Nora Lilian Alcock
Daughter of Edgeworth Leonora Hill, and Sir John Scott, barrister and judicial adviser to the Khedive of Egypt. Lilian Scott married Nathaniel Alcock in 1905. In 1912, he was appointed professor of physiology at McGill University, Montreal, where he worked on radiation. He died of leukaemia in 1913, leaving her with four children.
Returning to London, she joined the Plant Pathology Laboratory of the Ministry of Agriculture at Kew, where she acquired expertise in mycology, studying with the Director, (later Sir) John Fryer, John Ramsbottom and Professor Dame Helen Gwynne-Vaughan. The latter two became her lifelong friends.
Among British pioneers in plant pathology, Lilian Alcock was an early worker on seed pathology. A Fellow of the Linnaean Society (1922), in 1924 she moved to Edinburgh, taking up the new post of plant pathologist with the Department of Agriculture and Fisheries in Scotland, based at the Royal Botanic Gardens Edinburgh. She was the first woman appointed to such a high-level job, one of the aims of which was to increase the level of food production through healthy seeds.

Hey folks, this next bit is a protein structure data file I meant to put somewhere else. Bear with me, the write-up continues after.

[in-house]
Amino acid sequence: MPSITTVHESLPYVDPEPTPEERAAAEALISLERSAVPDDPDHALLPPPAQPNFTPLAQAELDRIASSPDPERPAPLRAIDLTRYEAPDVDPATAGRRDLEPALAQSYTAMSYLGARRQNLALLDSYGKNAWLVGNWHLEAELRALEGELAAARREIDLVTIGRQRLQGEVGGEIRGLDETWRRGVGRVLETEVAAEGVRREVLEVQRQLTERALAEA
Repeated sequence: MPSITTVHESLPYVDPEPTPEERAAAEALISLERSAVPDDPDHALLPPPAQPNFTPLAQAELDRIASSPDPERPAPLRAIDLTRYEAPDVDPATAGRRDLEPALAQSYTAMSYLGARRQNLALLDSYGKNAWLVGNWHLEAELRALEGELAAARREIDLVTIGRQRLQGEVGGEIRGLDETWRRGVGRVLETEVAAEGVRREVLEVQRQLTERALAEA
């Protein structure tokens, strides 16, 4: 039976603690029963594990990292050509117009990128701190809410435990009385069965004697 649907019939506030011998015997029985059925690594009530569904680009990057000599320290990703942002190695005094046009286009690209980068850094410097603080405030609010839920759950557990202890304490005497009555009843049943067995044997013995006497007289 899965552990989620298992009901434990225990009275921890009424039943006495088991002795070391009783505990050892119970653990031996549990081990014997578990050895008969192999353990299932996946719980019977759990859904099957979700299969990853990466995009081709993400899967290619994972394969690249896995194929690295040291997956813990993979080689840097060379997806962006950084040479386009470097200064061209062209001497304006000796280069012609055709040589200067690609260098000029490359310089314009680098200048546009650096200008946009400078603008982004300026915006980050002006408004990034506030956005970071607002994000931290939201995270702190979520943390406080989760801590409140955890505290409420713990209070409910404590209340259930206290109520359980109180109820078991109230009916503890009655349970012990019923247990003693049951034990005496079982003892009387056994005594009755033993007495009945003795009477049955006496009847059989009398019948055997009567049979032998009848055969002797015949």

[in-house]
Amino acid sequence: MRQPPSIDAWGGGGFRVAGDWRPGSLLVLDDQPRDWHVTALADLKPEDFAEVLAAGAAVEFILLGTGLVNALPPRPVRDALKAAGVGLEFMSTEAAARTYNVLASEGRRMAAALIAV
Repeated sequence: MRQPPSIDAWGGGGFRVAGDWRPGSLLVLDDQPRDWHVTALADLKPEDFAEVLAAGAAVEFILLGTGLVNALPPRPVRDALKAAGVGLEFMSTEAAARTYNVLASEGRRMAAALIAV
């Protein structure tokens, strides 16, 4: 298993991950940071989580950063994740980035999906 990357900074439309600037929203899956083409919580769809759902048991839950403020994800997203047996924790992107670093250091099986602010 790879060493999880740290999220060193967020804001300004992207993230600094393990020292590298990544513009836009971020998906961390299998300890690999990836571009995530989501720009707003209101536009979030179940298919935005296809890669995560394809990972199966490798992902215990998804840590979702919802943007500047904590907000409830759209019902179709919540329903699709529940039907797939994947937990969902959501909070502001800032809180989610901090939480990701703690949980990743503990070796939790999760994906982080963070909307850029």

Lilian Alcock built up a reputation for providing a quick and practical advisory service in plant pathology. She herself researched fungal diseases, and was awarded the MBE in 1935. She retired in 1937.
During the Second World War, she taught botany to prisoners of war. She was a member of the National Federation of Business and Professional Womenâ€™s Clubs and the Edinburgh Soroptimists.